I'm pretty satisfied with my purchase thus far. Everything seems to be working fine, Vista isn't nearly as annoying as I thought it would be, and compared to the outdated leviathan that was my old Toshiba from when I started undergrad it'll be a refreshing change not to suffer a hernia every time I tote it around. It's been a few years since I got a new computer (or had to completely format a computer and start anew) and I every time I always enjoy the feeling of a fresh computer with a completely blank slate. Everything runs faster, loads quicker, there's plenty of hard drive space, and there isn't the byzantine system of folders, files, and programs that usually develops through the course of my use. It's all clear virgin territory at the start and I always say to myself this time I'll organize all my files, or keep track of all the programs I install and uninstall, or the porn will be summarily categorized by genre for easy access. I try my best but a year or two down the line I'm trying to remember what I saved that term paper under, or what this random exe file does, or I'm finding a chick on chick video in the middle of a folder of Huey Lewis mp3s. Nevertheless, hope springs eternal in that initial boot up.

While I enjoy most of the activities associated with setting up a new computer the one major annoyance is getting all my music in iTunes in order. Now, this never used to be a problem back in my early days of mp3 enjoyment. I had my small handful of mp3s that each took me hours to download through Napster via a 28.8K modem connection and I would just select and play my precious little collection of files on my winamp player. By the end of high school friends started getting cable lines and CD-R drives and we found ourselves being able to connect to each others' computers and transfer our files through a "network", growing our collection exponentially. As the cache of mp3s began to grow I began to the start organizing them in separate folders based on artists and genres, still accessing them individually using winamp. This behavior reached a critical mass when college started and everyone got a high speed internet line and copious amounts of free time to download and trade music. This all changed during my sophomore year, when our lone Mac using suitemate, against my wishes, installed iTunes 4.1, the first edition available for windows on my computer. I begrudgingly gave it a try and found it diabolically exploiting my personal compulsion to categorize and rank things. By the end of the year my entire collection had been given meticulous star rankings and arranged in countless different playlist groups. I also got a new fangled "iPod" that year, thus further strengthening iTunes' monopoly over my personal music.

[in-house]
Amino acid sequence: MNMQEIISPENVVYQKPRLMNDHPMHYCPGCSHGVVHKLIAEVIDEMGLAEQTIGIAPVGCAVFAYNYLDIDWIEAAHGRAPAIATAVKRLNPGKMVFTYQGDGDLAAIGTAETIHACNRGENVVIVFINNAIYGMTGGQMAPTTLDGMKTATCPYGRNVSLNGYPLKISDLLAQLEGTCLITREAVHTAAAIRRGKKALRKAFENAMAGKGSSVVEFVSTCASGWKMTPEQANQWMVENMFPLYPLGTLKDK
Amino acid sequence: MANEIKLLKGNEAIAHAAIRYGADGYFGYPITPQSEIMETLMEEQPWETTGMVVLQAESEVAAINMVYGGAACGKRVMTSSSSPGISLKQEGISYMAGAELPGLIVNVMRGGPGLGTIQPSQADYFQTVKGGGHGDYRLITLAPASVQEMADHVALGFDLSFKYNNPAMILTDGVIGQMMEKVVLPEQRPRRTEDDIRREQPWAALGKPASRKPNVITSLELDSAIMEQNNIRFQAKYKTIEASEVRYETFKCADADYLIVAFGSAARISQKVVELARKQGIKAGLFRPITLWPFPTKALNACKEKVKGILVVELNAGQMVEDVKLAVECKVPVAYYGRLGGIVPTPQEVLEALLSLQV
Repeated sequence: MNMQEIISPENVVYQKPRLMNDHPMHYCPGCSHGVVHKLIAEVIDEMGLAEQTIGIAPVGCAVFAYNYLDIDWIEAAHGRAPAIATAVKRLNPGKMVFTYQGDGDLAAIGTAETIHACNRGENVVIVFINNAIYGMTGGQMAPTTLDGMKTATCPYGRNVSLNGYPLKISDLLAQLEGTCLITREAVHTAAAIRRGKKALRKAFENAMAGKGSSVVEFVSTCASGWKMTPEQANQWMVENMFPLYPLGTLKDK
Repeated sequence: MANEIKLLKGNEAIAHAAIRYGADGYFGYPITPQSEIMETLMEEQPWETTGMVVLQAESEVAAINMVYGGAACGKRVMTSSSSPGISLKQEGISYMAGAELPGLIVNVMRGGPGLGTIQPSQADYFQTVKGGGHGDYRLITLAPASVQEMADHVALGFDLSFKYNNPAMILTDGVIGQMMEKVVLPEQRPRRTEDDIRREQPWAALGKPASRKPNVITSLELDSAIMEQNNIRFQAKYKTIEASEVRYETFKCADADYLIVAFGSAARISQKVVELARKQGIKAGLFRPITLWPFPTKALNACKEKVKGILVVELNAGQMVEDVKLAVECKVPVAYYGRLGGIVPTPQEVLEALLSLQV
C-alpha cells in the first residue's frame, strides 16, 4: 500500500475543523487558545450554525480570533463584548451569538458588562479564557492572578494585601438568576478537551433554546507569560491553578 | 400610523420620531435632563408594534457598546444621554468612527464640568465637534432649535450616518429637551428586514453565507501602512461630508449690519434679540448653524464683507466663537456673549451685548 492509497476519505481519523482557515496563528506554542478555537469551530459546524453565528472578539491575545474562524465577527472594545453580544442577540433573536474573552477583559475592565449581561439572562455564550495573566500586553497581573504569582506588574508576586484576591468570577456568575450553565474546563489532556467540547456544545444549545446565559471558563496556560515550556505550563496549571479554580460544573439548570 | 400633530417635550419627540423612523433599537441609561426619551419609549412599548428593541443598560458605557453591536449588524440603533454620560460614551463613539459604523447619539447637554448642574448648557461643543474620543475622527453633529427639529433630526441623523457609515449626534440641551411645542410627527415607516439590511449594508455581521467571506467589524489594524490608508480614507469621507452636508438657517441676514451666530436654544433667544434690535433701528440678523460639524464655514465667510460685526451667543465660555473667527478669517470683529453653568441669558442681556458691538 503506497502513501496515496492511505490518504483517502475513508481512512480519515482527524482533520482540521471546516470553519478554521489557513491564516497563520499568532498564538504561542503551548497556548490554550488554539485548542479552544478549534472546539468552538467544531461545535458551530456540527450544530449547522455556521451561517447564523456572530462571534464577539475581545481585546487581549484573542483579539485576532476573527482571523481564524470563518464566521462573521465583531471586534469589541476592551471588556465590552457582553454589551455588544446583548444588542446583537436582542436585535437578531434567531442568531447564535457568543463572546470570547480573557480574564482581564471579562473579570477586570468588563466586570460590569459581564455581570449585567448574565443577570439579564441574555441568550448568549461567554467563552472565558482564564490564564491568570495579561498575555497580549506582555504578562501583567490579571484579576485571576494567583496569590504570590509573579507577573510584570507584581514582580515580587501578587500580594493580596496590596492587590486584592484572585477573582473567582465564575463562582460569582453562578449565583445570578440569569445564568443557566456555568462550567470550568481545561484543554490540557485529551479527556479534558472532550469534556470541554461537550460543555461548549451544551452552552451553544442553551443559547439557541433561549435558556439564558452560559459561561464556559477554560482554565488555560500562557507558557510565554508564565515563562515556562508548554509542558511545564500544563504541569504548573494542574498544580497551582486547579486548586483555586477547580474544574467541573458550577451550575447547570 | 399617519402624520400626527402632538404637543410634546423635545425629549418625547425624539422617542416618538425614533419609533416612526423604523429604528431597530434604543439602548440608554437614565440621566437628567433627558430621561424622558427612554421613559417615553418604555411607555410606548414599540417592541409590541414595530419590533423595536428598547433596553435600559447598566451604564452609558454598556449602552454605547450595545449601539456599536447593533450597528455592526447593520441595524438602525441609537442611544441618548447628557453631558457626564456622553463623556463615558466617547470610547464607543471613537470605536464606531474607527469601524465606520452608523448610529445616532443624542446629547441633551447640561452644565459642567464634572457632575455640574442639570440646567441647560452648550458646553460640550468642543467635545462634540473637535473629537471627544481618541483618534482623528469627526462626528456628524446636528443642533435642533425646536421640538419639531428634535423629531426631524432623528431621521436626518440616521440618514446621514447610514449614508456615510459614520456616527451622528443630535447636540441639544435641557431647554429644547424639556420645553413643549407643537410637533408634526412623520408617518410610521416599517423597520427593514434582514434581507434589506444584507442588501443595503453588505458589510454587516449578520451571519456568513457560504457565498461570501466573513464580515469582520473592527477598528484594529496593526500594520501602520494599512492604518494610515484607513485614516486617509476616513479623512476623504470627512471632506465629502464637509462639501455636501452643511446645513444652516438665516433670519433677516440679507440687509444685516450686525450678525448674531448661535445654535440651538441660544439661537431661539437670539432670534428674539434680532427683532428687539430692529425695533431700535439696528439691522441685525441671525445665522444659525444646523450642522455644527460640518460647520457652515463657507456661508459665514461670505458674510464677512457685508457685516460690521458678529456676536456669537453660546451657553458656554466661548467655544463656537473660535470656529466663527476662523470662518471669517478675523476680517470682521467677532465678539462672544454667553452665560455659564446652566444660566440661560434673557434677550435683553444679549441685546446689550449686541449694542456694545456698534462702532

Now I find nothing wrong with this arraignment, it's a great system for me. However, this becomes a serious issue every time I have to move my collection over to a new computer. I guess to slow down rampant song piracy iTunes has made it a total bitch to perfectly transfer all your files and information to another computer. Physically moving the song files over is easy enough but the real appeal of iTunes: the stars ratings, the accumulated play counts, the carefully created playlists, stubbornly refuses to move. Since I didn't want to spend countless hours re-organizing thousands upon thousands of song, I searched the internet and found about a million sites, boards, and blogs with solutions to this issue. As it turned out though many involved shady third person software, complicated jerry rigging of code, or flat out didn't work. After about two hours personal trial and error I managed to trick the files into thinking they were in my old computer by creating a near identical directory on my new PC (don't tell them). This was a compromise solution however since I was able to preserve everything but the song counts.

Thus my collection enters a brave new world of statistics. History has been completely reset to zero and the hallowed heights of my "Most Played" smartlist are now open to any number of songs catchy enough, replayable enough, and lucky enough to be considered the most played. With respect to the accomplishments of the past, as of earlier this week the top five most played songs of all time were as followed:
  1. Doctor My Eyes - Jackson Browne (53)
  2. Rich Girl - Hall and Oates (50)
  3. Heaven Knows I'm Miserable Now - The Smiths (48)
  4. Sleeping With the Television On - Billy Joel (45)
  5. Someday Someway - Marshall Crenshaw (44)
So who has the chops to wrestle the title from the Pretender? Well, a look at the early exit polls over the last week indicate a wide open field:
  1. Goodbye to Love - The Carpenters (3)
  2. Woo-Hah!! Got You All in Check - Busta Rhymes (2)
  3. Queen Bitch - David Bowie (2)
  4. 19 way tie at (1)
Whether Karen and Richard can maintain this momentum in the long run remains to be seen and these numbers will see no doubt some definite fluctuation as I continue to listen to my iPod during my 3 hours daily commutes. You can probably bet Billy Joel and Hall and Oates will make multiple appearances in the days ahead, but until then what lies in the future is a mystery to us all, no one can predict the wheel of fortune as it falls.